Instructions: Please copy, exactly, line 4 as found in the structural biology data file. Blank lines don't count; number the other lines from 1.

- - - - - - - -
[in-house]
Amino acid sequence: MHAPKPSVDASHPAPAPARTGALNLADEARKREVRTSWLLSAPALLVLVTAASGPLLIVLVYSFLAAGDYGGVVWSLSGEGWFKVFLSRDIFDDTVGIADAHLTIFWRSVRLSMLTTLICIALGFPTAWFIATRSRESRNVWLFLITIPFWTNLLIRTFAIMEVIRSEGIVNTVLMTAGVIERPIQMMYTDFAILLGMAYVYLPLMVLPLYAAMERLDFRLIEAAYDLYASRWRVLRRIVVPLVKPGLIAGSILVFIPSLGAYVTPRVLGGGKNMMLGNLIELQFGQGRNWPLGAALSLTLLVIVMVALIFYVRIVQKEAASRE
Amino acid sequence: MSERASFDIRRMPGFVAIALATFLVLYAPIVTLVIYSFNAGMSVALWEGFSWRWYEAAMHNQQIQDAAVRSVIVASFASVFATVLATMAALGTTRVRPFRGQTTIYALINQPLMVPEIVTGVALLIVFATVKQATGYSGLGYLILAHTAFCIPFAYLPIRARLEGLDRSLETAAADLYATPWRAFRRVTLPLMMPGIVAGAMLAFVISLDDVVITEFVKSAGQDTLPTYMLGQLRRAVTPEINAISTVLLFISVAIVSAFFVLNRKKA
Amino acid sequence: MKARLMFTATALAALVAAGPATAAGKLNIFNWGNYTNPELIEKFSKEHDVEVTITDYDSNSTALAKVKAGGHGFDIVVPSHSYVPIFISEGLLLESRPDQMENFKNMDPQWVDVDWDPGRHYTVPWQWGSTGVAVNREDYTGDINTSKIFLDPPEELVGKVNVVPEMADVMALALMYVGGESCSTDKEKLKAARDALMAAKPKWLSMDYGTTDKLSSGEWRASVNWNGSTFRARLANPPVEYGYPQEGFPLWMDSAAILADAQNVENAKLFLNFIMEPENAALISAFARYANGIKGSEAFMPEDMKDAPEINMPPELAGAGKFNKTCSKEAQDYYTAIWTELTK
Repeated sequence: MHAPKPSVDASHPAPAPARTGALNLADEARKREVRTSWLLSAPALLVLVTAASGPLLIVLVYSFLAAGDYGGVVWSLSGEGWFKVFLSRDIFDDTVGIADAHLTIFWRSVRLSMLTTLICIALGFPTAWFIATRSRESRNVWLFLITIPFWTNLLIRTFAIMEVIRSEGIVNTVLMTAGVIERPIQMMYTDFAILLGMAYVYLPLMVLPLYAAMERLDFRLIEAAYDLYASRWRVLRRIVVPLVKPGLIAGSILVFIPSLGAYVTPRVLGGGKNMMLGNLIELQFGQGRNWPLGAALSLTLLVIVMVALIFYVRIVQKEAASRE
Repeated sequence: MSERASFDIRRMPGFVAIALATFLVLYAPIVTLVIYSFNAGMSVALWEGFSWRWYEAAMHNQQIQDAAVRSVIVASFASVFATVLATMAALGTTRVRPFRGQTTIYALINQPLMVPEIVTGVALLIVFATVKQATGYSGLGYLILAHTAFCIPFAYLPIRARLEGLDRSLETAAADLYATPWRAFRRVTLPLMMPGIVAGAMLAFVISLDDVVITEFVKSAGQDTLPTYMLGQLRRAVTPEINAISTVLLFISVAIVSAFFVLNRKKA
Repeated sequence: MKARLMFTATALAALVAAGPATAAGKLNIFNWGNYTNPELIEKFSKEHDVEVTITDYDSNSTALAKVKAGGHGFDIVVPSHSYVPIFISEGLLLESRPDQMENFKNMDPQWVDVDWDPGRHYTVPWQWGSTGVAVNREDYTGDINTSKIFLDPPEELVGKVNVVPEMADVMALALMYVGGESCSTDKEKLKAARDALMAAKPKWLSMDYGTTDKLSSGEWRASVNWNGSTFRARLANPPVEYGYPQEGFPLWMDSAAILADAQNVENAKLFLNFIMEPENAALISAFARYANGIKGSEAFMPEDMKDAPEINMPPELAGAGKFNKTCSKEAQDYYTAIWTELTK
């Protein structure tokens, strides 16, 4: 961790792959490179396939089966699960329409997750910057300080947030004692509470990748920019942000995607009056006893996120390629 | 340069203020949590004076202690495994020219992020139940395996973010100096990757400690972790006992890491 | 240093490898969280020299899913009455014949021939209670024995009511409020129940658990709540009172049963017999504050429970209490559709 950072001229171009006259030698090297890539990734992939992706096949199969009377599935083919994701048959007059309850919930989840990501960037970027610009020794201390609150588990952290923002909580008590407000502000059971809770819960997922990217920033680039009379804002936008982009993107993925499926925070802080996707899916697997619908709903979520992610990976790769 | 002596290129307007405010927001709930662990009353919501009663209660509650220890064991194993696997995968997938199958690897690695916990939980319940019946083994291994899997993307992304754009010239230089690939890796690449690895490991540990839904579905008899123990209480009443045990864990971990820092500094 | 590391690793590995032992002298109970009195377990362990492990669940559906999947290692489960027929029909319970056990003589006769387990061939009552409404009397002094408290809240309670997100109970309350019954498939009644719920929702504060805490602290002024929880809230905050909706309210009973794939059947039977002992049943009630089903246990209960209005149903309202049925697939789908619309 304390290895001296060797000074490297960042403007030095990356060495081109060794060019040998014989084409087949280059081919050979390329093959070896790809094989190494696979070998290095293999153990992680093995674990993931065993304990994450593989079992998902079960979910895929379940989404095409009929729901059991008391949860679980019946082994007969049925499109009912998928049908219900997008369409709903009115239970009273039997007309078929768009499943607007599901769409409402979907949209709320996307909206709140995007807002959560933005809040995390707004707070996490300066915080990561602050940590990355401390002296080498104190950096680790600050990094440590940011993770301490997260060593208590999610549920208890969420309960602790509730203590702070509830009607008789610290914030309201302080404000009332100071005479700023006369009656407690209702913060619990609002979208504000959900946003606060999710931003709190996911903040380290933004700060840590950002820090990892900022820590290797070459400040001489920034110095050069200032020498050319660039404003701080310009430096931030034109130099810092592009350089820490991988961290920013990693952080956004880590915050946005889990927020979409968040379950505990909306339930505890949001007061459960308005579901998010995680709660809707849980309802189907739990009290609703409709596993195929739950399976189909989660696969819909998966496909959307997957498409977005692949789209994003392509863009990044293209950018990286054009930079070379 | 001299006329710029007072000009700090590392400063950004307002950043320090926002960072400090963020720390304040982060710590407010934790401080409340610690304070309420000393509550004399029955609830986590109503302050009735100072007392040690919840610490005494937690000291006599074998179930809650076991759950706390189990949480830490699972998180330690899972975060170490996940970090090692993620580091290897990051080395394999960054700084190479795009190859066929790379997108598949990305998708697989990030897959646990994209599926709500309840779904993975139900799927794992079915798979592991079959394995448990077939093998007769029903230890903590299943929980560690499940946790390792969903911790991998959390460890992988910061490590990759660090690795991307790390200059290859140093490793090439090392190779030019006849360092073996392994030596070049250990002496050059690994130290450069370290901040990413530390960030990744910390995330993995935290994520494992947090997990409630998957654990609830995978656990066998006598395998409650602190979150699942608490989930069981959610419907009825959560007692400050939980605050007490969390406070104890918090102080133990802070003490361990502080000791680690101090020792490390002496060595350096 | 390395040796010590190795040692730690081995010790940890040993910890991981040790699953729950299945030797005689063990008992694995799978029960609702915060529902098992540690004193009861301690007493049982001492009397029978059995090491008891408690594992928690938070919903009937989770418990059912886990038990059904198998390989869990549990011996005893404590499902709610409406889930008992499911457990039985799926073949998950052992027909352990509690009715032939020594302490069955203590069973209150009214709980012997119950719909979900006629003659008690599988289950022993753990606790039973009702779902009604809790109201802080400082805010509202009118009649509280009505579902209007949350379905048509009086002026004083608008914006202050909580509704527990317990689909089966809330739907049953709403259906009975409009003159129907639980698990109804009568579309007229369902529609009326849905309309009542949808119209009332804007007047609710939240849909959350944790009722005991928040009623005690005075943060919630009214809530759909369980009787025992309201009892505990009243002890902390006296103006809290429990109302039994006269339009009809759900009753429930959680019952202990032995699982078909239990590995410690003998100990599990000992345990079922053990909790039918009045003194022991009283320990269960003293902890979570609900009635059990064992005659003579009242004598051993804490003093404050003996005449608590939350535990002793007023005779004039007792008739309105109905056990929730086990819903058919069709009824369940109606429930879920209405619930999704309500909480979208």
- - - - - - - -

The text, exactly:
Amino acid sequence: MKARLMFTATALAALVAAGPATAAGKLNIFNWGNYTNPELIEKFSKEHDVEVTITDYDSNSTALAKVKAGGHGFDIVVPSHSYVPIFISEGLLLESRPDQMENFKNMDPQWVDVDWDPGRHYTVPWQWGSTGVAVNREDYTGDINTSKIFLDPPEELVGKVNVVPEMADVMALALMYVGGESCSTDKEKLKAARDALMAAKPKWLSMDYGTTDKLSSGEWRASVNWNGSTFRARLANPPVEYGYPQEGFPLWMDSAAILADAQNVENAKLFLNFIMEPENAALISAFARYANGIKGSEAFMPEDMKDAPEINMPPELAGAGKFNKTCSKEAQDYYTAIWTELTK